World Library  
Flag as Inappropriate
Email this Article


Article Id: WHEBN0000096628
Reproduction Date:

Title: Offspring  
Author: World Heritage Encyclopedia
Language: English
Subject: Parent, Debra Oswald, Captive breeding, Destroy All Monsters, Emperor penguin
Collection: Genealogy, Reproduction, Zoology
Publisher: World Heritage Encyclopedia


In sexual reproduction, two parents. Collective offspring may be known as a brood or progeny in a more general way. This can refer to a set of simultaneous offspring, such as the chicks hatched from one clutch of eggs, or to all the offspring, as with the honeybee.

Human offspring (descendants) are referred to as children (without reference to age, thus one can refer to a parent's "minor children" or "adult children" or "infant children" or "teenage children"); male children are sons and female children are daughters (see kinship and descent). Offspring can occur after mating or after artificial insemination.

The offspring of an individual contains many parts and properties that are very precise and accurate in what they consist of, and thus what they define for. As the offspring of a new species, also known as a child or f1 generation, consist of genes of the father and the mother, which is also known as the parent generation.[1] Each of these offspring contains numerous genes which have coding for specific tasks and properties. Males and females both contribute equally to the genotypes of their offspring, in which gametes fuse and form. An important aspect of the formation of the parent offspring is the chromosome, which is a structure of DNA which contains many genes.[2]

To focus more on the offspring and how it results in the formation of the f1 generation, is an inheritance called sex-linkage,[3] which is a gene which is located on the sex chromosome and patterns of these inheritance differ in both male and female. The explanation that proves the theory of the offspring’s having genes from both parent generations, is proven through a process called crossing-over, which consists of taking genes from the male chromosomes and genes from the female chromosome, resulting in a process of meiosis occurring, and leading to the splitting of the chromosomes evenly.[4] Depending on which genes are dominantly expressed in the gene will result in the sex of the offspring. The female will always give an X chromosome, whereas the male, depending on the situation, will either give an X chromosome or a Y chromosome. If a male offspring is produced, the gene will consist of an X and a Y chromosome. If two X chromosomes are expressed and produced, it produces a female offspring.[5]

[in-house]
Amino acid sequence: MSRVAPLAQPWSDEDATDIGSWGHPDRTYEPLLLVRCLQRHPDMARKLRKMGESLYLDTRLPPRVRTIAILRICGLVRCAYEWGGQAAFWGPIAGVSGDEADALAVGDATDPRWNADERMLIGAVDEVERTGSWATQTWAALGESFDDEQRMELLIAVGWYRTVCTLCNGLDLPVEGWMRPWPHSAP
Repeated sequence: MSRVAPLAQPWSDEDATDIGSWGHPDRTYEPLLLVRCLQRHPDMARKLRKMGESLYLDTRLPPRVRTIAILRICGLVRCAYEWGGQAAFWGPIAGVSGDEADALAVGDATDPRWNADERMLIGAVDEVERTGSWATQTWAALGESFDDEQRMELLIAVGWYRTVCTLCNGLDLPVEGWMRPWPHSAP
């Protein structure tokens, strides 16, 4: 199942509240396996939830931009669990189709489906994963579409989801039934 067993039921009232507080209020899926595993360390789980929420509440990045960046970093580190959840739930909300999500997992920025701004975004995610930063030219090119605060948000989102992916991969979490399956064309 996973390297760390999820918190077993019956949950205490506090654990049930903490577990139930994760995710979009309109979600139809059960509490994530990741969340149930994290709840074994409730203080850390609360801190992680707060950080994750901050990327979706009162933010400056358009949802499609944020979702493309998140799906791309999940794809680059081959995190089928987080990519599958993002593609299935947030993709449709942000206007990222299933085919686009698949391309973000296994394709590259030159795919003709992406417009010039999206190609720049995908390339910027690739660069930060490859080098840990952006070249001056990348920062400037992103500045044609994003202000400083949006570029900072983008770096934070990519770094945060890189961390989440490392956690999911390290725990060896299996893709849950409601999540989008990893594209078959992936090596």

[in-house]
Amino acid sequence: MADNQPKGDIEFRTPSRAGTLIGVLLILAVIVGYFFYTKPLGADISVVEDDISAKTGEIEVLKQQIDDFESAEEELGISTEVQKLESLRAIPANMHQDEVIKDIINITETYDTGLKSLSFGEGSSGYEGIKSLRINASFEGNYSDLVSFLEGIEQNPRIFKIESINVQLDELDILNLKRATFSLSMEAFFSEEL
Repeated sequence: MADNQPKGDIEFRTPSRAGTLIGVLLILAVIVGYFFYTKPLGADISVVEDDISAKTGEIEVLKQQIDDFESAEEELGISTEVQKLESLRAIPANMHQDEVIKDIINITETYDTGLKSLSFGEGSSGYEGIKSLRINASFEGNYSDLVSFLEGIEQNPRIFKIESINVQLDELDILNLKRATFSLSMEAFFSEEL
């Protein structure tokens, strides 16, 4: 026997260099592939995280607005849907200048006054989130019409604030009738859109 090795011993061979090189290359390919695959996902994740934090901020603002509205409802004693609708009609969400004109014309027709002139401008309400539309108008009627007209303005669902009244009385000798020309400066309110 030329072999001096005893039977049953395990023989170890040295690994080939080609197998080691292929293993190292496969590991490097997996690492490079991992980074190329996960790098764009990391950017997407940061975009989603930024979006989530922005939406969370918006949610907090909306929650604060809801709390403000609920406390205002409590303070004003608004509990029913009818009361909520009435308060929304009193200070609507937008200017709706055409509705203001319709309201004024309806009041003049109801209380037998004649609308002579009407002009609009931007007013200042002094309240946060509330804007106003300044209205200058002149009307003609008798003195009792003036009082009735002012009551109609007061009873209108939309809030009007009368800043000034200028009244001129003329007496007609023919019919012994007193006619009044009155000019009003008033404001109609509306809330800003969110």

Cloning is the production of an offspring which represents the identical genes as its parent. Reproductive cloning begins with the removal of the nucleus from an egg, which holds the genetic material.[6] In order to clone an organ, a stem cell is to be produced and then utilized to clone that specific organ.[7] A common misconception of cloning is that it produces an exact copy of the parent being cloned. Cloning copies the DNA/genes of the parent and then creates a genetic duplicate. The clone will not be a similar copy as he or she will grow up in different surroundings from the clone and may encounter different opportunities and experiences. Although mostly positive, cloning also faces some setbacks in terms of ethics and human health.

Though cell division and DNA replication is a vital part of one surviving, there are many steps involved such as enzymes and proteins. Thus, many errors and problems that can occur, which are called mutations. A mutation is any permanent change in an organism's DNA and thus change in offspring’s.[8] Some mutations can be good as they result in random evolution periods in which may be good for the species, but most mutations are bad as they can change the genotypes of offspring, which can result in changes that harm the specie.

See also


  1. ^ "chromosome". Retrieved 1 April 2014. 
  2. ^ "chromosome". Retrieved 1 April 2014. 
  3. ^ "chromosome". Retrieved 1 April 2014. 
  4. ^ "what is a gene". Retrieved 1 April 2014. 
  5. ^ "what is a gene". Retrieved 1 April 2014. 
  6. ^ "cloning" (PDF). Retrieved 1 April 2014. 
  7. ^ "cloning" (PDF). Retrieved 1 April 2014. 
  8. ^ "mutation". Retrieved 1 April 2014. 
This article was sourced from Creative Commons Attribution-ShareAlike License; additional terms may apply. World Heritage Encyclopedia content is assembled from numerous content providers, Open Access Publishing, and in compliance with The Fair Access to Science and Technology Research Act (FASTR), Wikimedia Foundation, Inc., Public Library of Science, The Encyclopedia of Life, Open Book Publishers (OBP), PubMed, U.S. National Library of Medicine, National Center for Biotechnology Information, U.S. National Library of Medicine, National Institutes of Health (NIH), U.S. Department of Health & Human Services, and, which sources content from all federal, state, local, tribal, and territorial government publication portals (.gov, .mil, .edu). Funding for and content contributors is made possible from the U.S. Congress, E-Government Act of 2002.
Crowd sourced content that is contributed to World Heritage Encyclopedia is peer reviewed and edited by our editorial staff to ensure quality scholarly research articles.
By using this site, you agree to the Terms of Use and Privacy Policy. World Heritage Encyclopedia™ is a registered trademark of the World Public Library Association, a non-profit organization.

Copyright © World Library Foundation. All rights reserved. eBooks from Project Gutenberg are sponsored by the World Library Foundation,
a 501c(4) Member's Support Non-Profit Organization, and is NOT affiliated with any governmental agency or department.